Tom I know. I just realized that. No, I did a show called Unreal. I think it was on Hulu where, it’s a reality TV show behind the scenes thing. And my my character gets stabbed in his nether regions. So that one was tough to film. They’ve they’re all quite tough to film, really, because, you know, this this one actually was the hardest, like the blocking of it and the logistics of it were really quite tough. Outlander was great. You know, Graham McTavish just stabs me in the guts and I just have to pretend like I’m in pain and die. This one’s harder because, you know you’re stabbed. I had to fall back through this stunt and fall back onto the table, and then we had to work out the blocking there while I’m hanging on to life. It was great, actually, because we’ve got this behind the scenes footage, which I may post at some point, which is I’ve got a blood pack underneath my shirt. So we did that all in one shot. So Jim has this dummy knife in his hand and he stabs me. And then there’s someone offscreen, pumping blood around my stomach. And then they. And then you have to fall back and it’s, you know, and actually, we’ve got that in one take.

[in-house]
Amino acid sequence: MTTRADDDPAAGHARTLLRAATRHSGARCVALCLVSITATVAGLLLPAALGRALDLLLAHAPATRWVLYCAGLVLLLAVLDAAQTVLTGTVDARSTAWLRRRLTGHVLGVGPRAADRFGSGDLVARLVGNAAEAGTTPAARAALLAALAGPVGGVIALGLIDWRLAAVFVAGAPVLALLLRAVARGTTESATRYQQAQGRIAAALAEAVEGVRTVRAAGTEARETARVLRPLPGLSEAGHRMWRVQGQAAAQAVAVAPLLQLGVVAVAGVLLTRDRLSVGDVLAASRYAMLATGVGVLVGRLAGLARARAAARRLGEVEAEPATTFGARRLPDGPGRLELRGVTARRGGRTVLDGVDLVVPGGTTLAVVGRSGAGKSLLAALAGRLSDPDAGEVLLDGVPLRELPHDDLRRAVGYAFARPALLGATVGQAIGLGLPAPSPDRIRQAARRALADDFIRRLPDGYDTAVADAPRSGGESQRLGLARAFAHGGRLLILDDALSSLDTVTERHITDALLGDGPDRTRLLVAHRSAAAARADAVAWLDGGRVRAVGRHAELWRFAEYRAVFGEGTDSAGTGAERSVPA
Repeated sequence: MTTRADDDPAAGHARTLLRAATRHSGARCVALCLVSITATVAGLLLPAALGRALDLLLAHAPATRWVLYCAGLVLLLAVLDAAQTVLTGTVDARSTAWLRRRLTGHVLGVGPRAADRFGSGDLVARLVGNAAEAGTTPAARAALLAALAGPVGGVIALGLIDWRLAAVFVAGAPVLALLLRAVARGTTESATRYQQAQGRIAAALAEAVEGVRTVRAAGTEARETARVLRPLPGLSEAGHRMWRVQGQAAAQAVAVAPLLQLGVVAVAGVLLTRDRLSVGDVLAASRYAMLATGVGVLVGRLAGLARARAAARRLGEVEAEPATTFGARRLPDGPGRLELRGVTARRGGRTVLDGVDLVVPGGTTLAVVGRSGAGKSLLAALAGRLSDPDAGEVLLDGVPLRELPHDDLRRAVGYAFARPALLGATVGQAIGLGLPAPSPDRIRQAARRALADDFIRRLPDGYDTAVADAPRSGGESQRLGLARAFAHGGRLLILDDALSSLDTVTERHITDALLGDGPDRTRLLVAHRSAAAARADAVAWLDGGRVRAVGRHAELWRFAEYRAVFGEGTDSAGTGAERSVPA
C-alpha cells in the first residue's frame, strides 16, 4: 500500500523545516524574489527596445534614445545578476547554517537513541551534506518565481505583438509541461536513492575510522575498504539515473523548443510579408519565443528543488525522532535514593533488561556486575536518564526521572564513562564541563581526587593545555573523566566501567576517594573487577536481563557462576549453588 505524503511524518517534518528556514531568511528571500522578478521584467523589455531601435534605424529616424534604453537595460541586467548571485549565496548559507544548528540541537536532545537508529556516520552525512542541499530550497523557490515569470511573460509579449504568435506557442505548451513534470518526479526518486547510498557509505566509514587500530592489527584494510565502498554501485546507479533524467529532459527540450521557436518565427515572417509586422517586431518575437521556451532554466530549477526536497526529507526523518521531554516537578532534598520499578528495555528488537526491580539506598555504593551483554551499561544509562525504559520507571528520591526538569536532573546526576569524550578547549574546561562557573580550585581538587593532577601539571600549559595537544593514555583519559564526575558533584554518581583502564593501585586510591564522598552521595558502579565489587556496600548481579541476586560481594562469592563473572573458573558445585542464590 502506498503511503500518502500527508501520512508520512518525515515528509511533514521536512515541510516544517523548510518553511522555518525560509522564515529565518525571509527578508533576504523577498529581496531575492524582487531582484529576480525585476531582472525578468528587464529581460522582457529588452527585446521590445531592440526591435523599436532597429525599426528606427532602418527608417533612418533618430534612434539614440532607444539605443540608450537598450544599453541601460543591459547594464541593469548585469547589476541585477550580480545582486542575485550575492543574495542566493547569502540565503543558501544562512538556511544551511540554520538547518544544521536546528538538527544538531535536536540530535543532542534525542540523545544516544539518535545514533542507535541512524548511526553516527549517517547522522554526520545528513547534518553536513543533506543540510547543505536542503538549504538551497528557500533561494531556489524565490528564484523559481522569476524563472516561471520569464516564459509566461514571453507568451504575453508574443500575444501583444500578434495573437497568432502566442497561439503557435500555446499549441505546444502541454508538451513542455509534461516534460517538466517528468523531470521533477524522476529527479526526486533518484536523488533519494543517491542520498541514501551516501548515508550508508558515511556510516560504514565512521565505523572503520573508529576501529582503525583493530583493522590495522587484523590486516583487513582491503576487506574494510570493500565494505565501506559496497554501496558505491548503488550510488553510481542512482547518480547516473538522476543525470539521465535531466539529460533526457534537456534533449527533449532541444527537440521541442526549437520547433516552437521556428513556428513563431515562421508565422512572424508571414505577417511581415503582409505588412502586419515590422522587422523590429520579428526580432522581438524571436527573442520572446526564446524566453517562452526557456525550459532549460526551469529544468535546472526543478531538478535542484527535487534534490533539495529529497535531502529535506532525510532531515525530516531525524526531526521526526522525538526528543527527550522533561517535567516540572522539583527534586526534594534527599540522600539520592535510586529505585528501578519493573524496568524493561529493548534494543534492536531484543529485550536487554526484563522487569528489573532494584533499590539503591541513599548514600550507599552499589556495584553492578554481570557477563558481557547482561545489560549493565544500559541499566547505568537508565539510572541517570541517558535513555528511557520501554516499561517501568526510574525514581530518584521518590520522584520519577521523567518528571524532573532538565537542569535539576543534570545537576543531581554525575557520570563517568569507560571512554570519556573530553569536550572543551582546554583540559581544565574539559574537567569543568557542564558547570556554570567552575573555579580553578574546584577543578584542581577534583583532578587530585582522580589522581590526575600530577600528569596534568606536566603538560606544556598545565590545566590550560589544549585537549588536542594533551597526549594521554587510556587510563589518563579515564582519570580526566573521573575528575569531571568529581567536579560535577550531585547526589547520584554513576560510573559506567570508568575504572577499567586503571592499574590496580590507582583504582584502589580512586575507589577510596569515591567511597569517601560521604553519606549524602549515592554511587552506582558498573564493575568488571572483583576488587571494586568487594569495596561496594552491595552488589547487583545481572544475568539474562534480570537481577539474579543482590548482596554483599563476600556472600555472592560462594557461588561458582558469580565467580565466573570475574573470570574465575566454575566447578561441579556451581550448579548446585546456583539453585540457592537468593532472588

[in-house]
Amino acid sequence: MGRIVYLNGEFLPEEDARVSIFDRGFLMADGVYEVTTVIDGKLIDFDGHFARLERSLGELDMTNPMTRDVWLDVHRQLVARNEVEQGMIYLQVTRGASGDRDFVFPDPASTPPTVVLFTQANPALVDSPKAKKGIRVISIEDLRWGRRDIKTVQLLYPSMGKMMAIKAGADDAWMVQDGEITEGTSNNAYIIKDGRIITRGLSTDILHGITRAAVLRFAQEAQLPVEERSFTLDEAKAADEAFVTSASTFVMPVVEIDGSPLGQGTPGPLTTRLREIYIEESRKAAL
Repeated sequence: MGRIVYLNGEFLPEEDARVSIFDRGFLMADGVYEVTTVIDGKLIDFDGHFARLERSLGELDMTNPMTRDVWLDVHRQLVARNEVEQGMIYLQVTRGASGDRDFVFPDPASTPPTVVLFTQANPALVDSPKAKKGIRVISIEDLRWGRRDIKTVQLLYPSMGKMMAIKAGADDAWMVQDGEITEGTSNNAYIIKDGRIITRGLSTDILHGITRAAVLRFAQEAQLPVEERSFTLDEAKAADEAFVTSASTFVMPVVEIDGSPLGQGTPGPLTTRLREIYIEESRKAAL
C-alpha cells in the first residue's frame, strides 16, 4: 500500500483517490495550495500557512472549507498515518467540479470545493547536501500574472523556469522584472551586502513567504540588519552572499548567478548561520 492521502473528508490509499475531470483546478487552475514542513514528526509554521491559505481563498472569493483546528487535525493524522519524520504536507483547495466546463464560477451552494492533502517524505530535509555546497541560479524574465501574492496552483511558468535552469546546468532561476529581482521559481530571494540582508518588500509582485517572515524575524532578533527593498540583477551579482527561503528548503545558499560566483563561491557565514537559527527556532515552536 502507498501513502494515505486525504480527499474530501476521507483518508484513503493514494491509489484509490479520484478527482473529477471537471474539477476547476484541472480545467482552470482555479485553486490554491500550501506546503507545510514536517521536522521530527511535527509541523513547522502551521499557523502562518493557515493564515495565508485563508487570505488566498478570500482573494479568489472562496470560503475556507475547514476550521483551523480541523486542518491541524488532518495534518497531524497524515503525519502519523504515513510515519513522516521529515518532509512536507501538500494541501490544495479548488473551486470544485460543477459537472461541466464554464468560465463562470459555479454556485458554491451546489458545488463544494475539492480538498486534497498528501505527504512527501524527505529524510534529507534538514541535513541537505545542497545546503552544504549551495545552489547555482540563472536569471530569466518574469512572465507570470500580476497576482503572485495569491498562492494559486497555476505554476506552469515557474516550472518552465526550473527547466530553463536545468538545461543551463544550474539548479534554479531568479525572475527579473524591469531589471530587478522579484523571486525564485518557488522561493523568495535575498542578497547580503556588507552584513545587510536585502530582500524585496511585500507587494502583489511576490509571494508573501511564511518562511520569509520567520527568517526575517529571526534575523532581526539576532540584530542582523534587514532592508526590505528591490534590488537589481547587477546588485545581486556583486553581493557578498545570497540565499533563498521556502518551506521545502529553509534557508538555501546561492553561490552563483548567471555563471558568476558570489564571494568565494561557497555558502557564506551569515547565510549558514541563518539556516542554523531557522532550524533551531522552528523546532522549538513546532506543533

Jace Wow.

Tom Which I was really proud of. I mean, again, everyone coming together. That’s a little behind the scenes magic for you, listeners.

Jace The speech that Will gives at his wedding reception ties together all of the strands of the narrative as Will considers the nature of love in its many guises. For a show that’s as concerned with murder and morality as Grantchester is, does this speech reveal that Grantchester has been all along, a show actually about love, familial love, romantic love, platonic love?